When talented Megan-Kate Doolan stepped out into the spotlight to launch her debut EP recently, her artist mother Bernadette was amazed at the quiet confidence her eldest daughter exuded. "I'm not musical and I think it's incredible that she has the ability to stand up and sing what she has created in front of other people," she says. "I'd rather hide in the corner."
Then again, Megan-Kate (20) is used to facing her fears, as she began busking on the streets of Wexford when she was only 14 . "It was daunting at first, but I really started enjoying it," she says. "I was only doing it for exposure but I was shocked when I got a bit of money for it too."
At a teacher's recommendation, Megan-Kate took classical singing lessons for two years, but classical wasn't her preferred style. She picked up her dad Alan's guitar and began writing songs, and soon people began to take notice. With its quirky, sublime beauty, equal parts delicate and strong, hers is a stunning voice that is undoubtedly headed for great things.
Megan-Kate won a place at Trinity College for music and French, but has deferred it to concentrate on her music at present. She used the money from busking to part-fund her self-titled debut EP, and the rest was raised through a crowd-funding campaign. "When people started supporting me, I was so surprised and grateful that they believed in me," she smiles.
Megan-Kate has learned that it's OK not to fit in with the crowd and have the courage to be individual, and she has great, true friends who are always there for her. She has opened for acts like Mundy, Hudson Taylor and Aine Cahill. Her songs are now getting national airplay and her fanbase is quickly building. One song was inspired by a story she heard of a child who was murdered by a parent. She took part in Wexford County Council's 'Room to Record' music technology programme, and recorded her EP with engineer Brendan Carthy at Orchard Recording. She's aiming to book gigs and festivals in 2018 to bring her music around the country, the prospect of which excites her.
Bernadette (44) has experience of stepping out of her comfort zone when it comes to her twin passions of art and sculpture. She worked in retail for years and gave it up when she and Alan moved to Wexford. A talented graphic designer, he commuted daily to Microsoft in Dublin for the first two years, so it made sense to them for Bernadette to stay home with their three children.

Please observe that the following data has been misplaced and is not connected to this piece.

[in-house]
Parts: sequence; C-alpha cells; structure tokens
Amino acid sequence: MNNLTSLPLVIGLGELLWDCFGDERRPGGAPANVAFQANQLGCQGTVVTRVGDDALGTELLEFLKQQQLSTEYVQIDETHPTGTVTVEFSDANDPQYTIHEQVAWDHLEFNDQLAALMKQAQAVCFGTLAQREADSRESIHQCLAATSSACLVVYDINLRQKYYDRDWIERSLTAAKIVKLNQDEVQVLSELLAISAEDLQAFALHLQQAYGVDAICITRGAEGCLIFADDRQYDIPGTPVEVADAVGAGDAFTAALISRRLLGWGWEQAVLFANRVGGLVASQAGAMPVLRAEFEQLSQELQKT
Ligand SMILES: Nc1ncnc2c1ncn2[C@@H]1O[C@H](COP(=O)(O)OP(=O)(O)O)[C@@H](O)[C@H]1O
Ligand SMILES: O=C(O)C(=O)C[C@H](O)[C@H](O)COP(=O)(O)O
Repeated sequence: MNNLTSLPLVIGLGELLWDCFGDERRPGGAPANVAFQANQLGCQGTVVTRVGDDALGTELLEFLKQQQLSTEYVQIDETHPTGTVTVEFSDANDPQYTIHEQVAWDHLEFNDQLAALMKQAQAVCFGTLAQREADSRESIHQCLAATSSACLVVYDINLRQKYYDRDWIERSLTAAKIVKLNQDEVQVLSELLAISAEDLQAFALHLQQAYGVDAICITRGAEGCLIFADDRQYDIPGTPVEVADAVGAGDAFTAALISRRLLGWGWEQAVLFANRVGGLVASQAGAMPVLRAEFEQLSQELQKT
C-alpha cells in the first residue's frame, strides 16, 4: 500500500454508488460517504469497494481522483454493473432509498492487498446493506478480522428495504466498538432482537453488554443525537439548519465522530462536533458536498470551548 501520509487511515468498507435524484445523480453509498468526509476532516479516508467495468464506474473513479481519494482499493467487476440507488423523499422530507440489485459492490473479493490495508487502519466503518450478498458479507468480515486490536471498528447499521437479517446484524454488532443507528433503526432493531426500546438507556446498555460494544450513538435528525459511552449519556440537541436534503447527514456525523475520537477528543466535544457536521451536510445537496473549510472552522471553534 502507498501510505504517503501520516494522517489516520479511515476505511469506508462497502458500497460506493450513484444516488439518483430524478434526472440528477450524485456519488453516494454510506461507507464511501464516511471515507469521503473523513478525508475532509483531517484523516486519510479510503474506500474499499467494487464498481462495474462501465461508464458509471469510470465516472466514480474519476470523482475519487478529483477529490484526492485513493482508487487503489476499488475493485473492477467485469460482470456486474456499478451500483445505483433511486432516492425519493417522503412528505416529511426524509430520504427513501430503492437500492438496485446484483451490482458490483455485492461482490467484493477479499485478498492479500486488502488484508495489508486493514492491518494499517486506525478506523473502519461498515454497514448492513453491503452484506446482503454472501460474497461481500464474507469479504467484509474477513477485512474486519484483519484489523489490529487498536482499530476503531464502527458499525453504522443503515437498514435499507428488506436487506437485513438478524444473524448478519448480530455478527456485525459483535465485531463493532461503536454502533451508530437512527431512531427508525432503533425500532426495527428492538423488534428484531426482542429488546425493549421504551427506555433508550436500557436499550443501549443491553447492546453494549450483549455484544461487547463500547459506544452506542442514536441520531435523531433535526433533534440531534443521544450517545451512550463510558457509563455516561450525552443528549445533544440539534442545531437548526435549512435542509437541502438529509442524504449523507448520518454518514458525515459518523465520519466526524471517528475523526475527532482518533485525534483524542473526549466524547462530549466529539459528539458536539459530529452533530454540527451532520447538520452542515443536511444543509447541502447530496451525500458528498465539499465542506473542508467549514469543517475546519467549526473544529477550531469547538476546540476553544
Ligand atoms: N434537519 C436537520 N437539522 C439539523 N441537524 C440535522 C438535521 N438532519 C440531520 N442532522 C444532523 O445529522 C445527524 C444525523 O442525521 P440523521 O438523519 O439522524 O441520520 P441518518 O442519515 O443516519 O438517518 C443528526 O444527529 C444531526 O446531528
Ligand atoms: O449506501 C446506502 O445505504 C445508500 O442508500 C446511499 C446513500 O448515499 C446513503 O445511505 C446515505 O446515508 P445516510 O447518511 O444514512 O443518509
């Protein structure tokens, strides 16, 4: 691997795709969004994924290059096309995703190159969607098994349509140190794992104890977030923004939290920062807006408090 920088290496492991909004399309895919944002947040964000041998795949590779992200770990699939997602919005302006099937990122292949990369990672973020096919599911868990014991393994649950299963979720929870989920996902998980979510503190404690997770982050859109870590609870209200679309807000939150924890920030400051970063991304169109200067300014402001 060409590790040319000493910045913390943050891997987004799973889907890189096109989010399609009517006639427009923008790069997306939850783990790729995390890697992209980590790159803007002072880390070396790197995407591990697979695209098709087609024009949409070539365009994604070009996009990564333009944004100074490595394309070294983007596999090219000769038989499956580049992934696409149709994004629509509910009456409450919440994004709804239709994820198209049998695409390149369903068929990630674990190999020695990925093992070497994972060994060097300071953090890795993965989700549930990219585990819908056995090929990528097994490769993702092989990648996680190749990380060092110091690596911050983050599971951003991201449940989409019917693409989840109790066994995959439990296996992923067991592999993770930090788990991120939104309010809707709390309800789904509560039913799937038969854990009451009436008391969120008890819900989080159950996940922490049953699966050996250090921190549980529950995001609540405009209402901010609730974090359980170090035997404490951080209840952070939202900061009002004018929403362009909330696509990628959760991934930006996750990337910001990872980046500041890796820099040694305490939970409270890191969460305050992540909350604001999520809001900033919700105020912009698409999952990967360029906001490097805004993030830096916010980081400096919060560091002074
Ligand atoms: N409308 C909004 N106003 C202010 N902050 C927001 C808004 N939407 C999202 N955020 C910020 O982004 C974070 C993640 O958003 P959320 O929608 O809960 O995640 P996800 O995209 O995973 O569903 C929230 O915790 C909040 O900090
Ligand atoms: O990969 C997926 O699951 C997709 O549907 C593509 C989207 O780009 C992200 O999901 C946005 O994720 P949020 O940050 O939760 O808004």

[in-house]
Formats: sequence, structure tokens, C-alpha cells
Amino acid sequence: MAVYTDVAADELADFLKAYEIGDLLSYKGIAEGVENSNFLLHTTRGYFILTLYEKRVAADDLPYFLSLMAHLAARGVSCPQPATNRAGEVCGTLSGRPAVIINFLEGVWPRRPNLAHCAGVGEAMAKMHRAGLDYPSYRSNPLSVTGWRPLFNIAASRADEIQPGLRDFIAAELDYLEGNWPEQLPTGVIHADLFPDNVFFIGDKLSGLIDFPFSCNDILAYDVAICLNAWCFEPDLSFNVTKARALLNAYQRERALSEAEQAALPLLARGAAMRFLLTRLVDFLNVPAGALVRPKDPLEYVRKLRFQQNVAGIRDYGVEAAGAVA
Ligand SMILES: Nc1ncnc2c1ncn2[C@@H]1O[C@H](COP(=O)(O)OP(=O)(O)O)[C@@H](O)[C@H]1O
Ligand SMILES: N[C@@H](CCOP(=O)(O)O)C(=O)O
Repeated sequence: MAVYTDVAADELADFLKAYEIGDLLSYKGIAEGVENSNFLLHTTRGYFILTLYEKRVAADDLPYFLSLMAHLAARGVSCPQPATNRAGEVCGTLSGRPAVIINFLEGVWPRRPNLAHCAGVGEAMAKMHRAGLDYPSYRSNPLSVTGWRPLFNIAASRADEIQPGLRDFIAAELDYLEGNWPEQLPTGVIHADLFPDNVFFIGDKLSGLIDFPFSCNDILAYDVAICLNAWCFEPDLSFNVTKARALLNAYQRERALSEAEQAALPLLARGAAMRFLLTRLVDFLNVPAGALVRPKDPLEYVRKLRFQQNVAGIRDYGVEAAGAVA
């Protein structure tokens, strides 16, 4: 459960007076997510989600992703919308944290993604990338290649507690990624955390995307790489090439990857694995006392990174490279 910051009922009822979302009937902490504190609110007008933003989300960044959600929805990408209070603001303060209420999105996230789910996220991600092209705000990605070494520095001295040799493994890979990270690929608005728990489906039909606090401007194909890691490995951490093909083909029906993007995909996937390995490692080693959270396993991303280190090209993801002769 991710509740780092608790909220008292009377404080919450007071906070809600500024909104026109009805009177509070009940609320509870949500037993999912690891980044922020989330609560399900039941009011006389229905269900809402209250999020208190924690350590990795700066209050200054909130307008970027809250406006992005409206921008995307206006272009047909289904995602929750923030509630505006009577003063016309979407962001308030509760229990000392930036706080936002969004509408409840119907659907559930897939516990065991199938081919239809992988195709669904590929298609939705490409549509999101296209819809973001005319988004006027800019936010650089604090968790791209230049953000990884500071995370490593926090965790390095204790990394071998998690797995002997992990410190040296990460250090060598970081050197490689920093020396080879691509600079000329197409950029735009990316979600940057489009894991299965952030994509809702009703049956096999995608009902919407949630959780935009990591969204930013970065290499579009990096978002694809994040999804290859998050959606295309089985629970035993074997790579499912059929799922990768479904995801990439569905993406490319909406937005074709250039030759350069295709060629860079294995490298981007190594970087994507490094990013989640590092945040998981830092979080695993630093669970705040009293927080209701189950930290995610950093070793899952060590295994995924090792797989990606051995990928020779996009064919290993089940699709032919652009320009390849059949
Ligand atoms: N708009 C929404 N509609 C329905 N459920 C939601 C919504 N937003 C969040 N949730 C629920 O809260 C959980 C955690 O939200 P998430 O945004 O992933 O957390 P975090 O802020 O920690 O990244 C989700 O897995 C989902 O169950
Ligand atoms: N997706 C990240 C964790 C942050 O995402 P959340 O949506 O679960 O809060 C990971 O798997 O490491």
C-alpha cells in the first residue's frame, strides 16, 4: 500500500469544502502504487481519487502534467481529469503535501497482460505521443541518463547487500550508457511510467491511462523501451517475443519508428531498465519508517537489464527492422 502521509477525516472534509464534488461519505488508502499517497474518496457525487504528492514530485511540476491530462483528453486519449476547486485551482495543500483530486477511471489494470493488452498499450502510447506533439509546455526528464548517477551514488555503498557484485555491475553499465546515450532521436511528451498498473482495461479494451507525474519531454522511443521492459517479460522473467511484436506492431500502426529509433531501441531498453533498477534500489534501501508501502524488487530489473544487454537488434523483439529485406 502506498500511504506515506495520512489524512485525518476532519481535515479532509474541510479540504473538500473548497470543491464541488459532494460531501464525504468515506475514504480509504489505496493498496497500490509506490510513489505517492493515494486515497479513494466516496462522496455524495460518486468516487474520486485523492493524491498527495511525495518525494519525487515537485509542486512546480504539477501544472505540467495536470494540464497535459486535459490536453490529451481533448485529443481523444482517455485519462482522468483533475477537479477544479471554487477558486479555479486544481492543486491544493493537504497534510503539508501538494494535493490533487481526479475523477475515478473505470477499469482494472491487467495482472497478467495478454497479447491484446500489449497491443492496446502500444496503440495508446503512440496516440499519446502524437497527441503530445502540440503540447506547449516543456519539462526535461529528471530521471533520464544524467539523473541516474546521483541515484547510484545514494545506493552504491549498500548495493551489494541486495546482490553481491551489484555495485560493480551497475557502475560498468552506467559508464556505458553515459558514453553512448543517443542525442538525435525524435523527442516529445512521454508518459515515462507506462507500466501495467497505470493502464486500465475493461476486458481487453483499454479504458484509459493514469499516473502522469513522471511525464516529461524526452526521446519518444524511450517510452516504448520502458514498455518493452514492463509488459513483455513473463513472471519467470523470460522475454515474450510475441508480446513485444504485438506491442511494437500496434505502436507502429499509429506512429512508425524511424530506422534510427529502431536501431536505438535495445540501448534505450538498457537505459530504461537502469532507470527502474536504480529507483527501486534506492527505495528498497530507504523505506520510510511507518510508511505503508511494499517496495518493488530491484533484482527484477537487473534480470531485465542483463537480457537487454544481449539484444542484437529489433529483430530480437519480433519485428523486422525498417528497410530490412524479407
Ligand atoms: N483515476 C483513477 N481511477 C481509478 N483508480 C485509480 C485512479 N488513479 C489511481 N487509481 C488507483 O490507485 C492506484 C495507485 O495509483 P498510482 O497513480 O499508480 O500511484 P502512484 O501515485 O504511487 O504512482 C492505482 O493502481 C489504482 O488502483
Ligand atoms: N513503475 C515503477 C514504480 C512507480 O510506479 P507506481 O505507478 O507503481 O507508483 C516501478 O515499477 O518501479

She took ceramics classes as an outlet for herself when Megan-Kate was five, and discovered she was hugely talented at it. She began making gorgeous ceramic shoes and selling her work at local craft fairs, and people loved them. Brown Thomas in Dublin commissioned pieces for a solo art installation in 2005, in celebration of the launch of its shoe rooms by celebrated French footwear designer Christian Louboutin.
When the store asked for artists to donate pieces for a group exhibition in aid of Focus Ireland, Bernadette applied as the subject of homelessness upsets her. She was selected to provide 10 ceramic wall pieces, but her kiln broke down and she had to think fast. She bought 10 canvases, even though she hadn't painted in years, and was thrilled to discover that her paintings all sold on opening night.
This charitable act inspired a new direction in her work, and she now mainly concentrates on painting. She received great support from her father-in-law, Jim Doolan, who is a brilliant painter himself. He has been hugely supportive to Megan-Kate too. "If Carlsberg did granddads..." says Bernadette, whose own dad, Joe Byrne, passed away 22 years ago. Her mum is also Bernadette, and Megan-Kate describes her gran as the "most selfless, strong person." She was devastated when her other lovely grandmother Pat passed away in 2009 when she was 11, as they were particularly close. "She was my best friend and we would ring each other every day," says Megan-Kate, sadly.
Bernadette met Alan when they were 14, growing up in Greenhills. As well as Megan-Kate, they have Harvey, (17), who's very funny, and Daisy (15), who's thoughtful and considerate. They share their home with Roo the dog and cats Joy, Dolly and Boo. Bernadette recalls Megan-Kate being a very easy-going and determined child, and as an adult, she's caring and resilient. She leaves shoes everywhere and has been known to rob her mother's stuff, but surely that's one of the perks of having a trendy mum?
Megan-Kate and Bernadette both reserve huge praise for Alan, who is "very kind, genuine and lovable" and greatly supports them in their respective careers. He and Bernadette have a branding and web design company called Two Heads. While Alan does the design, Bernadette is the "second head", as she's skilled at thinking outside the box and generating ideas.
Highlights of Bernadette's career include winning "best overall work by a non academician" during the Royal Ulster Academy's annual exhibition in 2015. Her sculptural work has evolved into bronze, and she is also in the third year of an honours degree in counselling and psychotherapy.
"I really like Mam's art and the symbolism of it and evolution," says Megan-Kate." "She's the most humble person though - sometimes too humble - and is very caring and strong. She has been a great help to me around music too, especially around the business side of things."